East Boston residents will have the option to vote on the construction of a new casino on Nov. 5. While Boston Mayor Thomas Menino and Revere Mayor Dan Rizzo hail the economic advantages of a casino in Boston, several activist groups are campaigning against its construction. What will happen to Eastie?
With a casino comes ample opportunity for Boston residents to gamble and drink. Celeste Meyers, a 42-year-old secretary in Boston, is now the spearhead and lead campaigner for No Eastie Casino, a key non-profit organization opposed to its construction, according to Bloomberg Businessweek on Monday. She aims to stop its construction because it will lead to gambling and drinking addictions in an area where insufficient money is always an issue. Although her points are completely valid, it’s tough to think that the casino will be a deciding factor in increasing addictions and crime in Eastie.
The actual construction will introduce plenty of jobs to the area, and once it’s complete, residents close by can find even more jobs inside. Because Eastie is so close to the airport, travelers with nothing to do over a layover or during an overnight stay will spend more money in Boston.
If city officials can find a replacement for Caesars Entertainment to fill the building, the resort can possibly draw in $1 billion in annual revenue, according to a Sept. 19 Boston Globe article. Of that revenue, the City of Boston and Revere will receive $32 million a year, along with an escalating share of the casino’s gambling profits. The economic benefit of the casino is inarguable. The thing is, though, not all Eastie residents are able to vote on the issue.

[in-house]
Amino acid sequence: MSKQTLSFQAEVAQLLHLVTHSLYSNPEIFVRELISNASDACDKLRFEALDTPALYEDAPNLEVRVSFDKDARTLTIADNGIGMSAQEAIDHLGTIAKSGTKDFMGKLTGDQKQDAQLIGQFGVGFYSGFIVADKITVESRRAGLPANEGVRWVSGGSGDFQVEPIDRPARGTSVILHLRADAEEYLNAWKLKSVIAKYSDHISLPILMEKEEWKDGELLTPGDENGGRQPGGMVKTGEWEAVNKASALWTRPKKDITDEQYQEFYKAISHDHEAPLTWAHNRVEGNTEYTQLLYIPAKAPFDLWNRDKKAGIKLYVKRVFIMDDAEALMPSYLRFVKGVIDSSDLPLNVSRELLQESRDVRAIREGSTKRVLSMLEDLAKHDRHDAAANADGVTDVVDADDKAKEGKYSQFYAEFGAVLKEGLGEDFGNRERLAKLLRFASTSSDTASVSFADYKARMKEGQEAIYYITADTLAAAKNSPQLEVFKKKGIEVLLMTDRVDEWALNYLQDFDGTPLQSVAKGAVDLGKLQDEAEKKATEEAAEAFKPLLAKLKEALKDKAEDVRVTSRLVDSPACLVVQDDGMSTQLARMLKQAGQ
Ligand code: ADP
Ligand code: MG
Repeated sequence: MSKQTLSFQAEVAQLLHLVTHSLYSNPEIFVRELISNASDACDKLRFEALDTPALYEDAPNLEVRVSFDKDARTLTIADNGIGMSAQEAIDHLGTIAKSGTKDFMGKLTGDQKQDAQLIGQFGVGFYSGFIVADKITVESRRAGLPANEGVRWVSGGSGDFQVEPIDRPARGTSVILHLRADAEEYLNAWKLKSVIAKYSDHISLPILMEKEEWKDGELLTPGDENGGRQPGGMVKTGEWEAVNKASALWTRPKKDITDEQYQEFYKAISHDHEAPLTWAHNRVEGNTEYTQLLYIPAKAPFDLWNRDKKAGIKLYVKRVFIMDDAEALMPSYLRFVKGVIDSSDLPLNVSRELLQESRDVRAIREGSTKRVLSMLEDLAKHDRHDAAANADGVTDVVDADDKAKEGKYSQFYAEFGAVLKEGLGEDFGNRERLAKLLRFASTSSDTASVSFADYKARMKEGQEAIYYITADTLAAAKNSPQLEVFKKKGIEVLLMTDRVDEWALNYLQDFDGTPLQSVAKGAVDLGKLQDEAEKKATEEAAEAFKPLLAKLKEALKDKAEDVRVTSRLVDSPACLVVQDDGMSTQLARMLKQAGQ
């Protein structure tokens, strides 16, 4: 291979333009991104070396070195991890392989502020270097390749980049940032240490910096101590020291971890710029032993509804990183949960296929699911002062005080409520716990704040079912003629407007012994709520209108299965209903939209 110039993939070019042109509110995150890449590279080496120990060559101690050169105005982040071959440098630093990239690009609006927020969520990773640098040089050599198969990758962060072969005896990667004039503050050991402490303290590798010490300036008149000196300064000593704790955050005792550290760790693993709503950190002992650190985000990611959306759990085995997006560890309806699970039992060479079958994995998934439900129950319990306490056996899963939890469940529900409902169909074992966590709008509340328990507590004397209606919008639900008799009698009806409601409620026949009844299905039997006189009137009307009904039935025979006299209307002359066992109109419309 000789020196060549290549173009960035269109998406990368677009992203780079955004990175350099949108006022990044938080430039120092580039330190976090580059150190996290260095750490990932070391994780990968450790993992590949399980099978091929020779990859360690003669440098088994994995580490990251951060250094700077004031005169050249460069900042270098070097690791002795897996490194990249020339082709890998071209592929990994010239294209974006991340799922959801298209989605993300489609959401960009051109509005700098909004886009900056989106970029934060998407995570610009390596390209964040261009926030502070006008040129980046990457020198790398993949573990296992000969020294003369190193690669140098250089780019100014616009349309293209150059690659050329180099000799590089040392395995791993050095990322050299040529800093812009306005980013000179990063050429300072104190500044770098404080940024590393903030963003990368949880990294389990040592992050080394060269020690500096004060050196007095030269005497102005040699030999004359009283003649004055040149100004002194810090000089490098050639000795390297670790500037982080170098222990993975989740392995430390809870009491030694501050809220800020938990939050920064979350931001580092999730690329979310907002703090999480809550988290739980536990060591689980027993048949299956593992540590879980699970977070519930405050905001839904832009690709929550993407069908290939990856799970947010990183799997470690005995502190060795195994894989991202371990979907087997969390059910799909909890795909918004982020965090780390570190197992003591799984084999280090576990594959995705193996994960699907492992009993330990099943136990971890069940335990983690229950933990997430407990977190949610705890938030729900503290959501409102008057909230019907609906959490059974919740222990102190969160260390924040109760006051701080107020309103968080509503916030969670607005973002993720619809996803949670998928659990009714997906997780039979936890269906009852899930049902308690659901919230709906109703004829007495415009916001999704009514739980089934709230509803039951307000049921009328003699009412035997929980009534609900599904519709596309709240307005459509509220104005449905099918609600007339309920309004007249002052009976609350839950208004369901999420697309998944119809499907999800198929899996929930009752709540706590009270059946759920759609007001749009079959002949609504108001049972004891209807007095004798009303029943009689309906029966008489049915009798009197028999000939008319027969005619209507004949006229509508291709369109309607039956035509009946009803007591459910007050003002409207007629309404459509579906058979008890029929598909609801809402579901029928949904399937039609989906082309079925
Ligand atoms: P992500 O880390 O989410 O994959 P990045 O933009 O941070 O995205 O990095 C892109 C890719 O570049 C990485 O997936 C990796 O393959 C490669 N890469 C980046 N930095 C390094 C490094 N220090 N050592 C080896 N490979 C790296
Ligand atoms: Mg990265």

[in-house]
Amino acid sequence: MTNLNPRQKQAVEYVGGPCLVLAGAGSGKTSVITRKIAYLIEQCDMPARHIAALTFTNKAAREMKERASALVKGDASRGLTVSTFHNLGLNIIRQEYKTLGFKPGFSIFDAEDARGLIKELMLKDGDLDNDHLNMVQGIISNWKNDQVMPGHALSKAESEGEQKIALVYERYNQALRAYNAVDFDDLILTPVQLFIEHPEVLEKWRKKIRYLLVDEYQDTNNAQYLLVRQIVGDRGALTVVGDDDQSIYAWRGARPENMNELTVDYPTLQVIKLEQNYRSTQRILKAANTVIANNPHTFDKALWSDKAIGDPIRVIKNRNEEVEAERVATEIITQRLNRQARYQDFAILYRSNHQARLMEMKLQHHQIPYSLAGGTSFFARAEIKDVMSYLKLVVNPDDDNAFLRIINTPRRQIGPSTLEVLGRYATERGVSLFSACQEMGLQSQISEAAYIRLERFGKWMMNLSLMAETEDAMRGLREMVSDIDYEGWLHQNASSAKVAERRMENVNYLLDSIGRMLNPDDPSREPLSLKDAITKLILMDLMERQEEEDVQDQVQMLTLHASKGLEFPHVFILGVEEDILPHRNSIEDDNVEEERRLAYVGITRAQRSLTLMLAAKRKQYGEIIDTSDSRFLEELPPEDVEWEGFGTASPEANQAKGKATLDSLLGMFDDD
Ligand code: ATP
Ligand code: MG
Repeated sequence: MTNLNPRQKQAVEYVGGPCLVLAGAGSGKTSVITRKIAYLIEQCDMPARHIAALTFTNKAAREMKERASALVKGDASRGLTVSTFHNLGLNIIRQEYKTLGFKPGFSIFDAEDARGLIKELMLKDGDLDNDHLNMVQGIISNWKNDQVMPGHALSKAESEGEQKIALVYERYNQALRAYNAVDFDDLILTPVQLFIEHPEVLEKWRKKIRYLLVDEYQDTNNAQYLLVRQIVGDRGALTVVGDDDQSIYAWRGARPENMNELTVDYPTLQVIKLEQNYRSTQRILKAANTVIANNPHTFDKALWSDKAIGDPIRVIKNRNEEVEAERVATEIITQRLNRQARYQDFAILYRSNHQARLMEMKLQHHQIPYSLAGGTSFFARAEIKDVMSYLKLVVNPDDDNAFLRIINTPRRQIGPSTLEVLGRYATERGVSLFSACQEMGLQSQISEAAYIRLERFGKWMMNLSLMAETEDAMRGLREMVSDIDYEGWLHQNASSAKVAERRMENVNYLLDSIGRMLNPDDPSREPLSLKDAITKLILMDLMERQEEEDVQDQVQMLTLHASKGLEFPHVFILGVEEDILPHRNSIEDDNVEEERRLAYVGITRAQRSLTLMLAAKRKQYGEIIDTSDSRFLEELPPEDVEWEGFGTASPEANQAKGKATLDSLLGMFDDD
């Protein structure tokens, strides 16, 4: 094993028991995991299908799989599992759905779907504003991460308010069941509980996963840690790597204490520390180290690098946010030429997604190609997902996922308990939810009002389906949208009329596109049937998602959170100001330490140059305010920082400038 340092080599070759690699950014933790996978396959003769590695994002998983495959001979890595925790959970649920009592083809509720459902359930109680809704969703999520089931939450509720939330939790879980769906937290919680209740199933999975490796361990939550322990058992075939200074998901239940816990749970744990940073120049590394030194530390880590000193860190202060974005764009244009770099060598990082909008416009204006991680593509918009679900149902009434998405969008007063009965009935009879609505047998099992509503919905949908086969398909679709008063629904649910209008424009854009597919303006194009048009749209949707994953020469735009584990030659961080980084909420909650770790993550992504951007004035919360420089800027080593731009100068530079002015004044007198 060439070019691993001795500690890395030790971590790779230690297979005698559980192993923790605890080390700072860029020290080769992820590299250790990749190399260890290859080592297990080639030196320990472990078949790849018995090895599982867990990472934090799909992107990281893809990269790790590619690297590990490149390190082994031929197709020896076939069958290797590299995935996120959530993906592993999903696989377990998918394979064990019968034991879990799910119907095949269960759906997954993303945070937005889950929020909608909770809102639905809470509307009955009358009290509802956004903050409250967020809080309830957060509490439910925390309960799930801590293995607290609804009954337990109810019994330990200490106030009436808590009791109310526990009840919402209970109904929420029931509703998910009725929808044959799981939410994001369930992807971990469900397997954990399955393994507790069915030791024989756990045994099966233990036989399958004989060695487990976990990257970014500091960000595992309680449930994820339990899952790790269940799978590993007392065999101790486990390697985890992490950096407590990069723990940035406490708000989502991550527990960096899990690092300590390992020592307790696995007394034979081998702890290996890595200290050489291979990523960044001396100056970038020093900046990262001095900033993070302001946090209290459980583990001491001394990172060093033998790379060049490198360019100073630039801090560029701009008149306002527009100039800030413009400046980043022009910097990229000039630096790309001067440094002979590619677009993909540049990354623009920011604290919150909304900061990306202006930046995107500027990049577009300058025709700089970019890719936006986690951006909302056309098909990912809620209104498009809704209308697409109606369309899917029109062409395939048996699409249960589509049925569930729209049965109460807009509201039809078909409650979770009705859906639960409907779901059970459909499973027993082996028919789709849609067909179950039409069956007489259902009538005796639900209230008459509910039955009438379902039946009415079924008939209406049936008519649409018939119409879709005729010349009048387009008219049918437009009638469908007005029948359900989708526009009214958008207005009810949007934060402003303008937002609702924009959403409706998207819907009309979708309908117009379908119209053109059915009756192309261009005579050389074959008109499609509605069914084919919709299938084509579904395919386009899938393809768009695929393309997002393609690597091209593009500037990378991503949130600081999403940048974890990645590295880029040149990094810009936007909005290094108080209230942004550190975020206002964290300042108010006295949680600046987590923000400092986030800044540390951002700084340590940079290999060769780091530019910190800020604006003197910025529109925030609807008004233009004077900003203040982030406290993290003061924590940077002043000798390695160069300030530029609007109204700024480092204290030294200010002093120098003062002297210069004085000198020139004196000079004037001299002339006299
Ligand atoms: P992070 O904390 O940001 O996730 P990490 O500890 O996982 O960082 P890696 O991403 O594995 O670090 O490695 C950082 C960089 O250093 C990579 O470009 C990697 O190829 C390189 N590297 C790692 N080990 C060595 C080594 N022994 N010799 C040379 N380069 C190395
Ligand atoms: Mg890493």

Half of Eastie residents will not be eligible to vote on the casino because they are not legal citizens yet, according to a Saturday Boston Globe story. The Boston City Council approved a referendum that will only give Eastie residents the opportunity to vote, but if half of the people that will be affected by the casino don’t have an actual say in the issue, how will the election be fair? The numbers Nov. 5 should be very, very close, especially because voter turnout on the issue has the potential to be very low.
The benefits and downfalls associated with a casino are like the flip of a coin. Nobody can realistically predict the repercussions of its construction. It’s up to the small number of voters now: will a casino harm or help the community?